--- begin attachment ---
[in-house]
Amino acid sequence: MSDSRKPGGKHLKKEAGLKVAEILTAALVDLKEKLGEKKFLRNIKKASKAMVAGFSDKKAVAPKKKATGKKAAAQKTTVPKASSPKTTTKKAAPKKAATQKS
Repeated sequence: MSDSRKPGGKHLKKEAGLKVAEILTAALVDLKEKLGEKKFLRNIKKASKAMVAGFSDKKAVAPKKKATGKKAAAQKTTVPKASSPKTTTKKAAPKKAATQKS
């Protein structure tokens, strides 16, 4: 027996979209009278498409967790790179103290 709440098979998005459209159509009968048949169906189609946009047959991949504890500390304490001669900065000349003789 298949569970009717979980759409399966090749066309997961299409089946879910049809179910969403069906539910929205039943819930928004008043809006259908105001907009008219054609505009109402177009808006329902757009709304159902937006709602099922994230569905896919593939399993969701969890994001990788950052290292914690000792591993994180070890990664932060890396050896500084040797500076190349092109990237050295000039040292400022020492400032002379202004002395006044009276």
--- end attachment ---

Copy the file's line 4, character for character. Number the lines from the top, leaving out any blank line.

């Protein structure tokens, strides 16, 4: 027996979209009278498409967790790179103290 709440098979998005459209159509009968048949169906189609946009047959991949504890500390304490001669900065000349003789 298949569970009717979980759409399966090749066309997961299409089946879910049809179910969403069906539910929205039943819930928004008043809006259908105001907009008219054609505009109402177009808006329902757009709304159902937006709602099922994230569905896919593939399993969701969890994001990788950052290292914690000792591993994180070890990664932060890396050896500084040797500076190349092109990237050295000039040292400022020492400032002379202004002395006044009276």